Nicki Minaj/Far East Movement
Aftermath of The E.N.D.
Nicki Minaj: Pink Friday (Young Money/Cash Money)
Not only are those not her breasts, at least not the ones her biologicals gave her, but her hair isn't really pink or, wink wink, straight. Not only is the quick-lipped hoyden of the year all "Young Money, Cash Money, yeah I'm Universal" with every upper-case except the "I" discretionary, but she's consorting with Natasha Bedingfield and reminding will.i.am how he did it. Half rapping and half singing, half bragging and half kowtowing, brazening a "punt" rhyme here and proclaiming commonality with "girls that never thought they could win" there, she's proud to be shameless, with the hooks to back it up. She knows well the presumably stolen words of her male collaborator-counterpart Drake: "Everybody dies but not everybody lives." And damn right she calls this living. A
Far East Movement: Free Wired (Cherrytree/Interscope)
If everything here had the propulsion of "Like a G6," this would be 2010's answer to The E.N.D.., forget the more likely-seeming candidate. Instead, a one-hit wonder their tribute to the Gulfstream 65 jet will remain. The other nine three-minute songs are more like little Fokkers‑-party-ready, Auto-Tuned electrohop whose disposable superficiality is an aesthetic principle and whose guest list is a reality show waiting to happen. R. Tedder of One Republic and S. Dogg of Faux Murder LLC? In this context, they could be the same dude. Not so Keri Hilson or Kate Pierson, however. In the morning, they remain hard-working Asian-American lads who respect their mothers. B PLUS
Her rival Lil Kim may keep belittling her (of course a futile ploy to promote her forthcoming album). but surely Nicki will emerge unscathed. Unlike a few detractors, I really got into her slow melodies since they have such a bouncy vibe to it. Favorite ones are Roman's Revenge (biting), Moment 4 life and Your Love (soft and reassuring) and Blazing and Did it on them (no-holds barred).
Mediafire has a BARBIE WORLD link up that's working fine for me, and it's free. Again, I can't post the link, but just Google the mixtape title and hunt for it--it's just a page or so away at furthest.
No comment on Monae. Too showbizzy, perhaps? She's more interesting by a mile, I think, than Eminem.
Anyway, Happy New Year to you all and may you play all A+ tracks tonight! Robert, thanks for all the insights over the years (especially, thanks for always tracking Gramps, Stampfel, Swamp Dogg, Ralph Carney, Charlie Burton--that guy needs some encouragement right about now--and those quiet originals swimming against the current; don't forget about Marshall Chapman and Pierced Arrows, the latter formerly known as Dead Moon!) and may you never give up pursuing them. I am sure I speak for at least most of us when I'm honored to get a written-to-order Honorable Mention!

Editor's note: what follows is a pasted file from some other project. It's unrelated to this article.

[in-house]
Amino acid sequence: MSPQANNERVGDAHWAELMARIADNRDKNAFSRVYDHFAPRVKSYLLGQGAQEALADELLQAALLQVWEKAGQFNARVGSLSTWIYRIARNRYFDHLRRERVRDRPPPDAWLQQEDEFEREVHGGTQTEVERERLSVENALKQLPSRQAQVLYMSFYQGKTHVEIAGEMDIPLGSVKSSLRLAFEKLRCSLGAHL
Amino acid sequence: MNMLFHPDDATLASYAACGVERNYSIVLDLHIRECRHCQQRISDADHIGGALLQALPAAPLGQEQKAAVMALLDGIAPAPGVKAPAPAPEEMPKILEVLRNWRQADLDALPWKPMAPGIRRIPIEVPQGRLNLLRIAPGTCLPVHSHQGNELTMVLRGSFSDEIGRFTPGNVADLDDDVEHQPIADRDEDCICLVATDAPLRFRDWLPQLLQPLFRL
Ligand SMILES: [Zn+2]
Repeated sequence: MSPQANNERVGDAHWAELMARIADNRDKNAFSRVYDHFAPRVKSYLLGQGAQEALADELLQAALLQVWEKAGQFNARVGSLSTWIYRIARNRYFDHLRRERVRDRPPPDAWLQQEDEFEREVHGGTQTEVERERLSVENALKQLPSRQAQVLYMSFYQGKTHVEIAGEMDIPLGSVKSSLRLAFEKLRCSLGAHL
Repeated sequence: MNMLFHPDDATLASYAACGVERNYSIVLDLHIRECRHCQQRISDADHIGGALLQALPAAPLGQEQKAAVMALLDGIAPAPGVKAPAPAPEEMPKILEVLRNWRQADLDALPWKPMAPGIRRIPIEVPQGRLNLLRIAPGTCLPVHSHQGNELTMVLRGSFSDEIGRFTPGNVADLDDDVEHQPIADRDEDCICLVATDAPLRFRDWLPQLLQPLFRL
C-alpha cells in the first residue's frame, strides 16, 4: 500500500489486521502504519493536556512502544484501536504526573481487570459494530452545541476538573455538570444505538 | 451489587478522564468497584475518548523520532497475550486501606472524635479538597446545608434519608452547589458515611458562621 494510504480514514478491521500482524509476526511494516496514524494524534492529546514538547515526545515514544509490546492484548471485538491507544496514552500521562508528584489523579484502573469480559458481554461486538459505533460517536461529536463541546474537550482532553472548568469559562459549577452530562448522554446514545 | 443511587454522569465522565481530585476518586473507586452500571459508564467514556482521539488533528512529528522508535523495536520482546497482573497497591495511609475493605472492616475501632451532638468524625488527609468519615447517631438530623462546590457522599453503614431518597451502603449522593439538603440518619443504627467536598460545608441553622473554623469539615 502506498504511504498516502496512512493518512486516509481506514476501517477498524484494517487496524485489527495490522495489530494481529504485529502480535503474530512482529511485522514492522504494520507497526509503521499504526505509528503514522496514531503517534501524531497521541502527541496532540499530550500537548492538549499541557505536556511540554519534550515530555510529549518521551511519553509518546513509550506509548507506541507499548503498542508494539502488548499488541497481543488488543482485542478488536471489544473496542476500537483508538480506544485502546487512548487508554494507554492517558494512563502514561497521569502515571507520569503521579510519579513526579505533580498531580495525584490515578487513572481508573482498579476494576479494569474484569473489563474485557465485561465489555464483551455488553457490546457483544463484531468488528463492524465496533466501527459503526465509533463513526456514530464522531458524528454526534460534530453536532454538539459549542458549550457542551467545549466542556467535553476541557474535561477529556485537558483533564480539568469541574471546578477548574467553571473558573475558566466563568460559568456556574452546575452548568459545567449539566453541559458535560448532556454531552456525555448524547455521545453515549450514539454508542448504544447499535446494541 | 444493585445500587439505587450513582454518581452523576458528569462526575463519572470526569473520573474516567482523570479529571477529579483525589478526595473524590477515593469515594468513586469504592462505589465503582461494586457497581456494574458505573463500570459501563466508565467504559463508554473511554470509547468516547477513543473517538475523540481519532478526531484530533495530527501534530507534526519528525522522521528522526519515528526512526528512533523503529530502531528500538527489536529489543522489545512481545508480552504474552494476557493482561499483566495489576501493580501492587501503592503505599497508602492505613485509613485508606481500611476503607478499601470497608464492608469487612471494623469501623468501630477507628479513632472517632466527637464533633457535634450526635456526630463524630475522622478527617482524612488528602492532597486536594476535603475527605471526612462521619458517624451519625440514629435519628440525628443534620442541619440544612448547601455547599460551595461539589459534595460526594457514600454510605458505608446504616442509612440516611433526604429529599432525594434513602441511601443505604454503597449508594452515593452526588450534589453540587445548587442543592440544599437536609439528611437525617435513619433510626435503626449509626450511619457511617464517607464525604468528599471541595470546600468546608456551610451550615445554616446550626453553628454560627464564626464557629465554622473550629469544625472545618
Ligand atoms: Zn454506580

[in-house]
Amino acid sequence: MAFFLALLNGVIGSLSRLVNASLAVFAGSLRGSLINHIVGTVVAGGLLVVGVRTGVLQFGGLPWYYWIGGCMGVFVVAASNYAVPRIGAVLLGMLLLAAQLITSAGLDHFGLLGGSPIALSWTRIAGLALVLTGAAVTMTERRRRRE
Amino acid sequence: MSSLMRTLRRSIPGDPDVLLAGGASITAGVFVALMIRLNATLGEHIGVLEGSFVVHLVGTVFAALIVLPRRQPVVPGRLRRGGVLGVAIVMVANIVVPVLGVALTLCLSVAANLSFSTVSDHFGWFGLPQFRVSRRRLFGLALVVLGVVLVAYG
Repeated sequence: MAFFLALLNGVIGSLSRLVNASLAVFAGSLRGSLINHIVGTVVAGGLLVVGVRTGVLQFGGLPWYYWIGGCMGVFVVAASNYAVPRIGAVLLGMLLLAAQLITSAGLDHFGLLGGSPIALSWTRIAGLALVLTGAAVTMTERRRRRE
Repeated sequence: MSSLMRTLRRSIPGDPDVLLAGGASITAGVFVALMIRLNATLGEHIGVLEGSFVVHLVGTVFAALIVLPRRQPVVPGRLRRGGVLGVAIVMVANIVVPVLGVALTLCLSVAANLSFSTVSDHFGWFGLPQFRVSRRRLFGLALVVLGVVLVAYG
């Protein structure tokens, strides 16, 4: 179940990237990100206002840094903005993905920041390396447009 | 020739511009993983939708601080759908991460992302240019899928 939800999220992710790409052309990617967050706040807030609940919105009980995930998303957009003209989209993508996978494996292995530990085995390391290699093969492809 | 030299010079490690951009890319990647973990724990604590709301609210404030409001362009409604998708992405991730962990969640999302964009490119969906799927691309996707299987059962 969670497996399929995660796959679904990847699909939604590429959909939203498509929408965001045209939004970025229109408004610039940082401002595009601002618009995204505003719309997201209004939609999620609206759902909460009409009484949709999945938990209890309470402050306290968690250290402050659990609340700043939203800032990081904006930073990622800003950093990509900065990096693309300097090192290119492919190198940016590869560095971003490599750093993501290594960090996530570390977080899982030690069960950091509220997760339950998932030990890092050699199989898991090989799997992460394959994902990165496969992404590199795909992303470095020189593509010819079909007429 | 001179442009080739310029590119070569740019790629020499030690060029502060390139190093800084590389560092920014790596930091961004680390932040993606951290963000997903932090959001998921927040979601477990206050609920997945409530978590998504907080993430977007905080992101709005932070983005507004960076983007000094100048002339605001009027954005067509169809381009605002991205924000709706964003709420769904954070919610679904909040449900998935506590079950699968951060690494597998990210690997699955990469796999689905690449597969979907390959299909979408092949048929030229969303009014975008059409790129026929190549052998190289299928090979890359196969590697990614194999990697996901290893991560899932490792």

Fellas--this isn't gonna happen often--writing Honorable Mentions, of which neither of these is a prime example, is a habit I'm succeeding in breaking, just finally put that not-bad Wavves album away after far too many plays. But these were on hand and I thought under the circumstances I'd share. I think Dook of the Beatniks is far better than either myself.
Peter Stampfel & Baby Gramps, Outertainment (Red Newt '10): "way over a century of knowledge of American music, way over a century's common ground," but also, "I enjoy the possibility of going nuts" ("Bar Bar," "Ghost Train of Freak Mountain"); ***
Peter and Zoë Stampfel, **** in the Air (Jolly Olga): the new originals are precious, the remakes worth the reminder ("Demon in the Ground," "We're Still Here"); ***
I know we're getting off the topic, but that "Outertainment" album that Phil referred me to has satisfied me to no end, and that's from listening to just 10 of the 16 tracks that Rhapsody allows me to hear. So, unless the other six are duds, and I doubt they are with these proven artists, this may be another 'Have Moicy!'. And it has Robert Christgau written all over it: messy, cerebral, quirky but tuneful, fun folk songs. Thanks, Phil!
But let's go back to Pink Friday, which I'm having trouble getting to click, but, knowing the Dean, it'll happen sometime.
On topic; I will listen to Pink Friday when the opportunity arises.
about the blogger
Starting in 1967, Robert Christgau has covered popular music for The Village Voice, Esquire, Blender, Playboy, Rolling Stone, and many other publications. He teaches in New York University's Clive Davis Department of Recorded Music, maintains a comprehensive website at robertchristgau.com, and has published five books based on his journalism. He has written for MSN Music since 2006.